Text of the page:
All procedures performed in studies involving human participants were in accordance with the ethical standards of the institutional research committee and with the 1964 Helsinki declaration and its later amendments. Ethical approval was obtained from the local ethics committee of the German Sport University Cologne (#022/2017) and informed consent was provided by all participants included in the study.
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Lange, T., Thomas, A., Walpurgis, K. et al. Fully automated dried blood spot sample preparation enables the detection of lower molecular mass peptide and non-peptide doping agents by means of LC-HRMS. Anal Bioanal Chem 412, 3765–3777 (2020). https://doi.org/10.1007/s00216-020-02634-4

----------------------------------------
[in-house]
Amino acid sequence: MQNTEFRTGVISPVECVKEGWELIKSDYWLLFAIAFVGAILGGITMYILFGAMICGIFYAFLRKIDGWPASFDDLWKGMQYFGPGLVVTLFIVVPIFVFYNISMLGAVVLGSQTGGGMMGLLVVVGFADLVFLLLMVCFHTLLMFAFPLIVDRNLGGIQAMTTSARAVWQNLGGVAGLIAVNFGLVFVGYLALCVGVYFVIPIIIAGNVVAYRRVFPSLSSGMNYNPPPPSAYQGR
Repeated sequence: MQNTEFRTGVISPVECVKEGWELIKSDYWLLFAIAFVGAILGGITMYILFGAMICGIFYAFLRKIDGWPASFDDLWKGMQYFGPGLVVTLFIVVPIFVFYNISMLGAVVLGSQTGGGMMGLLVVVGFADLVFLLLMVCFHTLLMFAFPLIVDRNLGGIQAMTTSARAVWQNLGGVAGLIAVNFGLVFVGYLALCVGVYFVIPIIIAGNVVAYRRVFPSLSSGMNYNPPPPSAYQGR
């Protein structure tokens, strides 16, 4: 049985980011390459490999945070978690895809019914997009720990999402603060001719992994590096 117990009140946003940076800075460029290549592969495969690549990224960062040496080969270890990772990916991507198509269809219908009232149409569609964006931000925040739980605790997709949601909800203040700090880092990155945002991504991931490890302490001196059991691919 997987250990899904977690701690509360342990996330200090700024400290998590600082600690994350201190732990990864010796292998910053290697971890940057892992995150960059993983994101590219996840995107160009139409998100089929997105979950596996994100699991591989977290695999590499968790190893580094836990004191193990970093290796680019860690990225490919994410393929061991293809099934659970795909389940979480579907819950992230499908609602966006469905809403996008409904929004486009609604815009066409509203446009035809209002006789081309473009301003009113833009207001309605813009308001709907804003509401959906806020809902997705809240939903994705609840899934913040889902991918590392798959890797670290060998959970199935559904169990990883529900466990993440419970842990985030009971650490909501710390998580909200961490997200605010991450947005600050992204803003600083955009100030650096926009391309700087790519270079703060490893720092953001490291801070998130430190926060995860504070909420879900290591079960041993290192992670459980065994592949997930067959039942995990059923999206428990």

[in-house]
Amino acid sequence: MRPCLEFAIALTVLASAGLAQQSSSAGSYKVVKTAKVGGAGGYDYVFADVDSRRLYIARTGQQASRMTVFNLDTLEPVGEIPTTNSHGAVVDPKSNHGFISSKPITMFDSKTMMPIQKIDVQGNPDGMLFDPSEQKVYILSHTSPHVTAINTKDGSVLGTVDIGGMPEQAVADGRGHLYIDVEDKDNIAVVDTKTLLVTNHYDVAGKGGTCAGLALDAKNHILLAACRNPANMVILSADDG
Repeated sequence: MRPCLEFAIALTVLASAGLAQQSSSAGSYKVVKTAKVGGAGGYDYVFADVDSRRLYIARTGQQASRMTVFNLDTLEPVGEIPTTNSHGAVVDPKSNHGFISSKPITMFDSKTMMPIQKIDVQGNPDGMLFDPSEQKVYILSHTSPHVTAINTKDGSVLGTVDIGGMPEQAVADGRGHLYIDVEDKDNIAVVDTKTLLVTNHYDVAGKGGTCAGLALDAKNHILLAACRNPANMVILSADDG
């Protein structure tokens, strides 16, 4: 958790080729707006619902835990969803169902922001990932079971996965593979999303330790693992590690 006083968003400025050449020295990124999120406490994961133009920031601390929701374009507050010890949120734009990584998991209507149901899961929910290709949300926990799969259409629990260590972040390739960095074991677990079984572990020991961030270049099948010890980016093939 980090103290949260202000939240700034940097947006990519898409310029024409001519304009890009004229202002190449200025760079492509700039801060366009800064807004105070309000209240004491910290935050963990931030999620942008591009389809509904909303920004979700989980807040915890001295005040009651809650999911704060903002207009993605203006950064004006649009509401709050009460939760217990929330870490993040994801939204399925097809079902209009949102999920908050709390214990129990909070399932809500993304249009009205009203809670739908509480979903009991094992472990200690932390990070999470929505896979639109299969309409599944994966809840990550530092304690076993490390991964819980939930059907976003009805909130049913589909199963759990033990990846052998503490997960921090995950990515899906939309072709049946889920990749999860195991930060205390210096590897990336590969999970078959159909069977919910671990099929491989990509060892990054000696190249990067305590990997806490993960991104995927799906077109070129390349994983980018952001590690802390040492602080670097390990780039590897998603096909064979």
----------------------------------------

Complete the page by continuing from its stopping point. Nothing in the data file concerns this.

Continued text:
- Dried blood spots (DBS)
- Hematocrit (Hct)
- Growth hormone–releasing peptides (GHRP)
- TAP blood collection device